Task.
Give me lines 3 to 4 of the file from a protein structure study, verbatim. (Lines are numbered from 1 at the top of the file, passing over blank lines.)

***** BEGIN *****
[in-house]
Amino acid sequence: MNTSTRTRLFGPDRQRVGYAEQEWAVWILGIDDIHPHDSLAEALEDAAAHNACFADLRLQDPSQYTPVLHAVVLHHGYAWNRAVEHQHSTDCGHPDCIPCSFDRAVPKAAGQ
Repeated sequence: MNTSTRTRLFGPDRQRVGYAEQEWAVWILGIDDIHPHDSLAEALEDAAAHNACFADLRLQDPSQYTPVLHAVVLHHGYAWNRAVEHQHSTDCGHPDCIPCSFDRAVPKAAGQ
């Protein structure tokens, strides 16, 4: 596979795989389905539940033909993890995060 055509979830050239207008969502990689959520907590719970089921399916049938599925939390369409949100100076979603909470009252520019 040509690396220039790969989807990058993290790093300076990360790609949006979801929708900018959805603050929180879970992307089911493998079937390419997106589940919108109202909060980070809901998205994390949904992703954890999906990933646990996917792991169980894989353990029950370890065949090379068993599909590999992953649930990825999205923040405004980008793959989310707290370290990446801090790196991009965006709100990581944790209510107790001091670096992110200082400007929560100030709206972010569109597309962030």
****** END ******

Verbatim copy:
Repeated sequence: MNTSTRTRLFGPDRQRVGYAEQEWAVWILGIDDIHPHDSLAEALEDAAAHNACFADLRLQDPSQYTPVLHAVVLHHGYAWNRAVEHQHSTDCGHPDCIPCSFDRAVPKAAGQ
């Protein structure tokens, strides 16, 4: 596979795989389905539940033909993890995060 055509979830050239207008969502990689959520907590719970089921399916049938599925939390369409949100100076979603909470009252520019 040509690396220039790969989807990058993290790093300076990360790609949006979801929708900018959805603050929180879970992307089911493998079937390419997106589940919108109202909060980070809901998205994390949904992703954890999906990933646990996917792991169980894989353990029950370890065949090379068993599909590999992953649930990825999205923040405004980008793959989310707290370290990446801090790196991009965006709100990581944790209510107790001091670096992110200082400007929560100030709206972010569109597309962030």